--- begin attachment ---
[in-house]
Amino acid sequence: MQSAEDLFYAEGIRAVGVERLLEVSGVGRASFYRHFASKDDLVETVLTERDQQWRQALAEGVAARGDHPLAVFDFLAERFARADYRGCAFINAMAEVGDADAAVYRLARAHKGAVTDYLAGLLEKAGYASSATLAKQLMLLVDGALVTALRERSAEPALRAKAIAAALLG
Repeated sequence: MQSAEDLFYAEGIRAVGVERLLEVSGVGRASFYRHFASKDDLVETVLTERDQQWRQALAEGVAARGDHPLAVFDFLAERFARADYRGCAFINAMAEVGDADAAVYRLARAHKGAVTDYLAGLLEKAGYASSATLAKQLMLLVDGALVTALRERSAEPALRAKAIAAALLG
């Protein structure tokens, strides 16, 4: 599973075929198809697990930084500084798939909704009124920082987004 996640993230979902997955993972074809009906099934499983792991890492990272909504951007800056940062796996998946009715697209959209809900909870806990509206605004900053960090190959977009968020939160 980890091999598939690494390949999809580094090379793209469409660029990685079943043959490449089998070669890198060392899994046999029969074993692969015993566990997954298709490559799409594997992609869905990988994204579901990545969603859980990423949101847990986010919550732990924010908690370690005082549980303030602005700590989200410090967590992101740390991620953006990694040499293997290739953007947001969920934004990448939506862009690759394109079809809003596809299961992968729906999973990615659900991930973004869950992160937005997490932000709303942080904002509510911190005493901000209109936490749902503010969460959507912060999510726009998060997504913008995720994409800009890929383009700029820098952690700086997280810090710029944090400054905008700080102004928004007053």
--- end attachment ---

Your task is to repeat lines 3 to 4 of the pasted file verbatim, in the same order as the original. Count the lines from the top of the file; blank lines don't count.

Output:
Repeated sequence: MQSAEDLFYAEGIRAVGVERLLEVSGVGRASFYRHFASKDDLVETVLTERDQQWRQALAEGVAARGDHPLAVFDFLAERFARADYRGCAFINAMAEVGDADAAVYRLARAHKGAVTDYLAGLLEKAGYASSATLAKQLMLLVDGALVTALRERSAEPALRAKAIAAALLG
């Protein structure tokens, strides 16, 4: 599973075929198809697990930084500084798939909704009124920082987004 996640993230979902997955993972074809009906099934499983792991890492990272909504951007800056940062796996998946009715697209959209809900909870806990509206605004900053960090190959977009968020939160 980890091999598939690494390949999809580094090379793209469409660029990685079943043959490449089998070669890198060392899994046999029969074993692969015993566990997954298709490559799409594997992609869905990988994204579901990545969603859980990423949101847990986010919550732990924010908690370690005082549980303030602005700590989200410090967590992101740390991620953006990694040499293997290739953007947001969920934004990448939506862009690759394109079809809003596809299961992968729906999973990615659900991930973004869950992160937005997490932000709303942080904002509510911190005493901000209109936490749902503010969460959507912060999510726009998060997504913008995720994409800009890929383009700029820098952690700086997280810090710029944090400054905008700080102004928004007053």